Thursday, May 22, 2014

Tip of the Day: Photography Abroad--Do's and Don'ts

NEVER take photographs of the interior of airports, government buildings, military installations and police headquarters as such photo-ops are almost always prohibited;
 
When in doubt, always ask a uniformed official in a government facility as to whether photographs can be taken. Otherwise, you may be asked to destroy your electronic media;
 
If you are a professional photographer always insist in obtaining and completing model releases and offering payment for photographs that may be sold commercially;
 
Many local citizens have quickly learned that they can earn "easy" money by insisting on being paid. Actually, it is far better to offer payment, thereby enhancing the end-product;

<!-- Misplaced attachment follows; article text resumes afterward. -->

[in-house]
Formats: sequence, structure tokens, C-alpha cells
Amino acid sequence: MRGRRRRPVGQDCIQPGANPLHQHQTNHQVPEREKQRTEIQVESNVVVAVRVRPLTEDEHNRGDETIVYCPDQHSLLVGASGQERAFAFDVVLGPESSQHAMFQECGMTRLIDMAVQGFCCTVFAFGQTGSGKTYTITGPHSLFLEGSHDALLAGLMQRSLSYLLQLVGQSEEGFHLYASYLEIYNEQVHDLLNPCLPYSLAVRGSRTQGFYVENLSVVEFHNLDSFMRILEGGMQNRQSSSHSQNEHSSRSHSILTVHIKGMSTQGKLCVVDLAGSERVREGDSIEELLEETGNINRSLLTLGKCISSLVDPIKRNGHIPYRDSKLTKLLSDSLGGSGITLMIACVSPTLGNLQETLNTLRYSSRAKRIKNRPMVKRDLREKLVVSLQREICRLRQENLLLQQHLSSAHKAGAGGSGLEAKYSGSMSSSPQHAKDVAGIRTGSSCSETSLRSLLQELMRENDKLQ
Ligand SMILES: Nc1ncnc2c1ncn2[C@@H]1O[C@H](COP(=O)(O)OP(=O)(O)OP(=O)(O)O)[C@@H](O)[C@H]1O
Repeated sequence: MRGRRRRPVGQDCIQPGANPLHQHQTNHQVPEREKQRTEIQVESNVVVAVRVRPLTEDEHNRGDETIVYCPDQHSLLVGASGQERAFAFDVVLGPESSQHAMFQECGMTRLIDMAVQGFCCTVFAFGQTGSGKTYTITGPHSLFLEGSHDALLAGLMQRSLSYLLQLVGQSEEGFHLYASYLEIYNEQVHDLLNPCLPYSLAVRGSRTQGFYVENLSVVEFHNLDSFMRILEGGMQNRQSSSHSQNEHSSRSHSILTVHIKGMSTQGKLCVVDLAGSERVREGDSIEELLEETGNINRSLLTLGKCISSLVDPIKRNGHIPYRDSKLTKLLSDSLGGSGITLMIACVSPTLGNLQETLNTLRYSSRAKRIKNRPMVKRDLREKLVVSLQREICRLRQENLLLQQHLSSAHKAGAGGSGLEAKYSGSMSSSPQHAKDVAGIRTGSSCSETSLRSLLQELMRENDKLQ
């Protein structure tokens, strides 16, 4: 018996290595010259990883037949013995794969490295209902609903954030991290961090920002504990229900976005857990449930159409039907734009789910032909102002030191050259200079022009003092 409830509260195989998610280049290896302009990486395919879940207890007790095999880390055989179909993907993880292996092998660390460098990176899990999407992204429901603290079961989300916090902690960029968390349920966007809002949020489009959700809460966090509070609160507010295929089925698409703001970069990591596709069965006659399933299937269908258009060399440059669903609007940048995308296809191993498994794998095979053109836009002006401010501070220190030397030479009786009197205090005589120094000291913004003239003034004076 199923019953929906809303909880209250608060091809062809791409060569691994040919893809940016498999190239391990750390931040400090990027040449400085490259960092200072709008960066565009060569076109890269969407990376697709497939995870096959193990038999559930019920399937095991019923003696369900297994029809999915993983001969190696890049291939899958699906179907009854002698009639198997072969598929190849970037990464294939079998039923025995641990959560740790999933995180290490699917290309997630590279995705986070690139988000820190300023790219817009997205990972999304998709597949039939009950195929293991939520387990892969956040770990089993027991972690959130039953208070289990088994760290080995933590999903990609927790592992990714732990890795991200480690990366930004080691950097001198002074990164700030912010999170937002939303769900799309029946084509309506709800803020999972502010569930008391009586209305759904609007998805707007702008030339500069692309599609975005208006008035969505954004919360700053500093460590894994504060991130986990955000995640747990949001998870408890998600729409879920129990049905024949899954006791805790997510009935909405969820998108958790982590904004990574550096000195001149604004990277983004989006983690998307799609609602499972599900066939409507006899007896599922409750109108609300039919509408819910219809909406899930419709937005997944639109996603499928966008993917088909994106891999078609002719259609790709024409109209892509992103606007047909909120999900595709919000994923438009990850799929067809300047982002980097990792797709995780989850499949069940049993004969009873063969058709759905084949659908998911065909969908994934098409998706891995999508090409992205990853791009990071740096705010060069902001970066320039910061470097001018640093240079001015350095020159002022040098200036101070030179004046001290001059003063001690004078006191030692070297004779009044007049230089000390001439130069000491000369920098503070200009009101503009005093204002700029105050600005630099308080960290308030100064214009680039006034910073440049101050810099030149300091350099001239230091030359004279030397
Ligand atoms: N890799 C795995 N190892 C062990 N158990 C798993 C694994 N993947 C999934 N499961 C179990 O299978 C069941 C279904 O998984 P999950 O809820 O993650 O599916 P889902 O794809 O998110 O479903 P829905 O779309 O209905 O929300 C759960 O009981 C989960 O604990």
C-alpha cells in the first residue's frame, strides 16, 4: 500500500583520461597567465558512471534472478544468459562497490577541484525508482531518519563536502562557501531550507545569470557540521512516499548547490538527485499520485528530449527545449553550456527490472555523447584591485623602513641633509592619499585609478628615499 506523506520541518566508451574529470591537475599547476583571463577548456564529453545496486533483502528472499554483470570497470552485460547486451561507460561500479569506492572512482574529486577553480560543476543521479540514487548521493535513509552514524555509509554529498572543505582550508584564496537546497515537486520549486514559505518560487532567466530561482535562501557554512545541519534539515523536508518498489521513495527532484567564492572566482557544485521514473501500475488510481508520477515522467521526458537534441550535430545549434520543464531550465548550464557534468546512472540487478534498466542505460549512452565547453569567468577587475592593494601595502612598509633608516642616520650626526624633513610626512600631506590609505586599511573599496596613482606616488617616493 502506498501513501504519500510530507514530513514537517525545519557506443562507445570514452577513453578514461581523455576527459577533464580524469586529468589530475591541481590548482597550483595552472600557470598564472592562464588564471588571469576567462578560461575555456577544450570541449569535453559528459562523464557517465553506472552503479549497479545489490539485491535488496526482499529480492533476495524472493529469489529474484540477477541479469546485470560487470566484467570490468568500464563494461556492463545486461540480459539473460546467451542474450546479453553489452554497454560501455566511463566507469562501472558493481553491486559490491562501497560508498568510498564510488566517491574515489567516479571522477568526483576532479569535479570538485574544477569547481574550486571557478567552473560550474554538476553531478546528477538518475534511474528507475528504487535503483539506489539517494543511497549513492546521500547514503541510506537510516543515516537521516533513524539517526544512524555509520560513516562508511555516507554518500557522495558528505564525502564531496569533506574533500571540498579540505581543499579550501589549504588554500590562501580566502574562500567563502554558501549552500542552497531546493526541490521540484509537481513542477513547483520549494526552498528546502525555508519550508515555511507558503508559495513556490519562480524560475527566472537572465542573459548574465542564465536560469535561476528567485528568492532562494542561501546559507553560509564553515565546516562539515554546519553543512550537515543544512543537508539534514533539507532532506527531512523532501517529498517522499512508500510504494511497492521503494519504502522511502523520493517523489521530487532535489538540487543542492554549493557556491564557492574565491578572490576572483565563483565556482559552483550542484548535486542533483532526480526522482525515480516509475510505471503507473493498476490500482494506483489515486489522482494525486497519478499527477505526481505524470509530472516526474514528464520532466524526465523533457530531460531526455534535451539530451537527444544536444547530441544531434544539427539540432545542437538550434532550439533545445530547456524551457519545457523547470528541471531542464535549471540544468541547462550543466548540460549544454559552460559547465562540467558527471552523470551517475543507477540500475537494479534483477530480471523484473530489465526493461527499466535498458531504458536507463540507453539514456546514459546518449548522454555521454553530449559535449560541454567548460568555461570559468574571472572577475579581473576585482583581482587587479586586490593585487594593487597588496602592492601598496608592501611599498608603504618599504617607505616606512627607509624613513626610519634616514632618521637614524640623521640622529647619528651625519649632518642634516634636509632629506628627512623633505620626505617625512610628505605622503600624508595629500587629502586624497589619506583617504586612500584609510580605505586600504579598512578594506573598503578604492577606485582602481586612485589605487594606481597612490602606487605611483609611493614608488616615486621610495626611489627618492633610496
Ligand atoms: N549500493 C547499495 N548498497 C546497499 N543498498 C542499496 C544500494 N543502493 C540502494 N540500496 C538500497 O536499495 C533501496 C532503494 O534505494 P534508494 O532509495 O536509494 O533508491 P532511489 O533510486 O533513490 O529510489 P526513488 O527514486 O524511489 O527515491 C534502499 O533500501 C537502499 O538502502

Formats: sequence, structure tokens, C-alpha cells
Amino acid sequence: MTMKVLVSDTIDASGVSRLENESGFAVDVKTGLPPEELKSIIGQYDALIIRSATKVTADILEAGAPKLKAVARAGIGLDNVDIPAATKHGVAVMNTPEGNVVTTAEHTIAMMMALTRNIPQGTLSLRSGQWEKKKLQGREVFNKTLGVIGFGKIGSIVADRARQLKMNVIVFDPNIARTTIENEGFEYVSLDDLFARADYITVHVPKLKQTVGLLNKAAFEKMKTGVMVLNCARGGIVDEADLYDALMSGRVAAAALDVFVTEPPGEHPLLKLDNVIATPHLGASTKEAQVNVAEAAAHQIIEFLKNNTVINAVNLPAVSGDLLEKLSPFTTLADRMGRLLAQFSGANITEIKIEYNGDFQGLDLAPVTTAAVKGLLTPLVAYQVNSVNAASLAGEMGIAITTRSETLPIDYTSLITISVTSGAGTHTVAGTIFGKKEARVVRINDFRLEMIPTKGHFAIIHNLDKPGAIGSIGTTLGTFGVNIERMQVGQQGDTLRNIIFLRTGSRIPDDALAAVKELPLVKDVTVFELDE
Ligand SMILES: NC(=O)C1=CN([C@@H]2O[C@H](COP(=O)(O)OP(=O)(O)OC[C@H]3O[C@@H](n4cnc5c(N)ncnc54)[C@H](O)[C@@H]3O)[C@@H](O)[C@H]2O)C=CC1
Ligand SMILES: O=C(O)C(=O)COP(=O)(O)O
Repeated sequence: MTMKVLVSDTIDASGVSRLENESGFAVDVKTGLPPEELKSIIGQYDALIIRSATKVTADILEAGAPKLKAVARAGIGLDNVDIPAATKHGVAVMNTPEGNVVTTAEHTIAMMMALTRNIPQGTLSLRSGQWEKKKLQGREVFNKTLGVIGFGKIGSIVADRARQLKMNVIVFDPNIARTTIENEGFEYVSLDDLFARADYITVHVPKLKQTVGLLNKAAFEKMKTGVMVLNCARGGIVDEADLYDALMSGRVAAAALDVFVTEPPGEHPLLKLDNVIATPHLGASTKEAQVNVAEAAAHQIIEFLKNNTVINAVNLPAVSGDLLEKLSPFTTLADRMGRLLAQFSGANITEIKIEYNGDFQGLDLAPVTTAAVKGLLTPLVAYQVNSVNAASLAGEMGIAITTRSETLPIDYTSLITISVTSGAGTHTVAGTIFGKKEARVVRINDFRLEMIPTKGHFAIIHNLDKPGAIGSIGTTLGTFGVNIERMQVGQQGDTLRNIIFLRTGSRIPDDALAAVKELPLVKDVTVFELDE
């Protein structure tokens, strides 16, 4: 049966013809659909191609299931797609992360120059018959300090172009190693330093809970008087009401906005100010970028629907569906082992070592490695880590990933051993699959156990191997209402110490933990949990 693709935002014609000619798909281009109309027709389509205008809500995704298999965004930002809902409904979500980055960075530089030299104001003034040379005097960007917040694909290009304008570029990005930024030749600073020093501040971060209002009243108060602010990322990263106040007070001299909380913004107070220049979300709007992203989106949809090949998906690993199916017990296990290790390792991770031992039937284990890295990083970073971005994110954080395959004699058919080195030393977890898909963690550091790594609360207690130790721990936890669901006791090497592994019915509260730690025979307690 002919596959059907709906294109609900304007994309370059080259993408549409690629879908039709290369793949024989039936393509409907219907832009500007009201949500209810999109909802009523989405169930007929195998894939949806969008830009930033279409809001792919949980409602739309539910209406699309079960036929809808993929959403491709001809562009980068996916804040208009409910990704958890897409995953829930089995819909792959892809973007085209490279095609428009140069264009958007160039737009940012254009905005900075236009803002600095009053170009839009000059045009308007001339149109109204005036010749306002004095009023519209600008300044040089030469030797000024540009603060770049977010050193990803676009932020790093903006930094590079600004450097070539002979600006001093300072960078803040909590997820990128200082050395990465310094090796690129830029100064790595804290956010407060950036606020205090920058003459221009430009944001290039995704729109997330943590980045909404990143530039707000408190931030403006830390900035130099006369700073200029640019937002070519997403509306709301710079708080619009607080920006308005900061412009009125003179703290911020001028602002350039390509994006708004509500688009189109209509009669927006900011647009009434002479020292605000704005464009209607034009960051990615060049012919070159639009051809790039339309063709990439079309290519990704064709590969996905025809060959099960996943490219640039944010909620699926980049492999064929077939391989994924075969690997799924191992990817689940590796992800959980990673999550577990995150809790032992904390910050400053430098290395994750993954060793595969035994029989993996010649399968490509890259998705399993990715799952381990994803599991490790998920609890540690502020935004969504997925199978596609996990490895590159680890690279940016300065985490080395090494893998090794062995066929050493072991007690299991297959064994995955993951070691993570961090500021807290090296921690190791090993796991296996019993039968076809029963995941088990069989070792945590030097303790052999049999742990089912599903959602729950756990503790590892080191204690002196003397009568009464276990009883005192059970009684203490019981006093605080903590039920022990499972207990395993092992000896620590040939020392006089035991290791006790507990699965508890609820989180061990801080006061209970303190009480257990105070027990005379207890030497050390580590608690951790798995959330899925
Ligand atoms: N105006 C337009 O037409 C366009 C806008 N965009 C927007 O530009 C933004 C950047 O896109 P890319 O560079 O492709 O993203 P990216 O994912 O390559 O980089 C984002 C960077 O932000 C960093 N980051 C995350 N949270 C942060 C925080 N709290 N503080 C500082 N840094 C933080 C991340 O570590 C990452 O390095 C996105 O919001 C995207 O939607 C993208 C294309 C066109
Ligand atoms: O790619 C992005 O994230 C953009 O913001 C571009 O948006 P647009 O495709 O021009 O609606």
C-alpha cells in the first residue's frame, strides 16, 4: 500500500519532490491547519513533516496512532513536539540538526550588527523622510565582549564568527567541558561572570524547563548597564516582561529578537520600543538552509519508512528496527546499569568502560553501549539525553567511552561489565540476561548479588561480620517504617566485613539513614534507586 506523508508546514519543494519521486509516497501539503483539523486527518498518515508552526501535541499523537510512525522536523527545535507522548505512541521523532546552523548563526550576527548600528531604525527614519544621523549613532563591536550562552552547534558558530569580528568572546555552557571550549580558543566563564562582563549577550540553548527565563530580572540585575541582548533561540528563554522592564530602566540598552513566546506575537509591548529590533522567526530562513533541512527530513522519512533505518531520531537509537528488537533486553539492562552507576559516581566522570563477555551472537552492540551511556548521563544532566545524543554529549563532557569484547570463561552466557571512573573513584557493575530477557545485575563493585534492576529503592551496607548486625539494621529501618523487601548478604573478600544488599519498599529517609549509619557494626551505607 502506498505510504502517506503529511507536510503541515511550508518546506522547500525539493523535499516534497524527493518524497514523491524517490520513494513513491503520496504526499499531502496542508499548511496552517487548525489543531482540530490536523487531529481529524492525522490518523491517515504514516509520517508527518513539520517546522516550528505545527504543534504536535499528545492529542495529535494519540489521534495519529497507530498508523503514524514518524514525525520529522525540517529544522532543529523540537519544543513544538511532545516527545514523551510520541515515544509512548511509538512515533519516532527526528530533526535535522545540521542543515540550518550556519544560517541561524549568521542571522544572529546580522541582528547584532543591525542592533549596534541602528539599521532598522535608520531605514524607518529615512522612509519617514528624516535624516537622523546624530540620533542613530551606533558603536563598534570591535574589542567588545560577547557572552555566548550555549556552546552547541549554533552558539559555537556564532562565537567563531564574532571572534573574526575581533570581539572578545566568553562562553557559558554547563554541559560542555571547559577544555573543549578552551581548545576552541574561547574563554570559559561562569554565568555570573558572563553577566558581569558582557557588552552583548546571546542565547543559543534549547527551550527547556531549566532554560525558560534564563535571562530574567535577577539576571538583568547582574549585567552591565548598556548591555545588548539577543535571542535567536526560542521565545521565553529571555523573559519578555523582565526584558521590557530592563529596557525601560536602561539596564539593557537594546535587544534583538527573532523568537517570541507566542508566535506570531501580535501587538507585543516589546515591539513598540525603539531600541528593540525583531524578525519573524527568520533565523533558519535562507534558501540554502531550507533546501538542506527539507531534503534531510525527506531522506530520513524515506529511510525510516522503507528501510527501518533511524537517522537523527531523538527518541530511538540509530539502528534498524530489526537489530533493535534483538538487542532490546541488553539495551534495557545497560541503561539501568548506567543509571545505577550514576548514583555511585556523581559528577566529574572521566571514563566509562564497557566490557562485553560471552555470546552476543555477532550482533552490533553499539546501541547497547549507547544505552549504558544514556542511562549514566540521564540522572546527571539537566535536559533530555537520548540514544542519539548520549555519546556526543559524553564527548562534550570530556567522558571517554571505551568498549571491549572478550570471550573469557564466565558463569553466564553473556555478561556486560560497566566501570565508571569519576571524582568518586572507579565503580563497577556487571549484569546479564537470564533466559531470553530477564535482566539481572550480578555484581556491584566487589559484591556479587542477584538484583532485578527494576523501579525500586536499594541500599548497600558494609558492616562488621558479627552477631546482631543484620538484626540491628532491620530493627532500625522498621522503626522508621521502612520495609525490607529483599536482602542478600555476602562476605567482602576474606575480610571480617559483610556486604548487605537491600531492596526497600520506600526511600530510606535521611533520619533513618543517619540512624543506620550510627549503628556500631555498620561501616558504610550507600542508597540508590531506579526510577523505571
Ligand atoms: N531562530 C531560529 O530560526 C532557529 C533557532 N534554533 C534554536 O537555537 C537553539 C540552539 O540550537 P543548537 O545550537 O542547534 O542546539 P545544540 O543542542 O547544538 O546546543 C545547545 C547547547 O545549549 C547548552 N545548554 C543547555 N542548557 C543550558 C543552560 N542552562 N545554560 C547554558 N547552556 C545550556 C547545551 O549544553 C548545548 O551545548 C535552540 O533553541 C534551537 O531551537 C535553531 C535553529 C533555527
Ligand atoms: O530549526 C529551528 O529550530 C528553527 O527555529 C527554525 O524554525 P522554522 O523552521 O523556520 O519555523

Keep in mind that in many countries that are grappling with domestic or transnational terrorism, photographing police or military can be a crime. Thus, always ask for permission;
 
Depending on the country, both men and women can strongly object to be being photographed. Always ask for permission;
 
Parents particularly can strongly object to their children being photographed, particularly where child theft and illegal adoptions are a serious problem; and
 
Failure to get permission from photographic subjects can often result in seizure of your film, digital media, or camera; calls to police; a severe fine or even incarceration.
 
The above considered, many nations don't often object to photography by tourists and professionals, yet do be sensitive to the fact that no one enjoys being photographed while depicted in squalor conditions.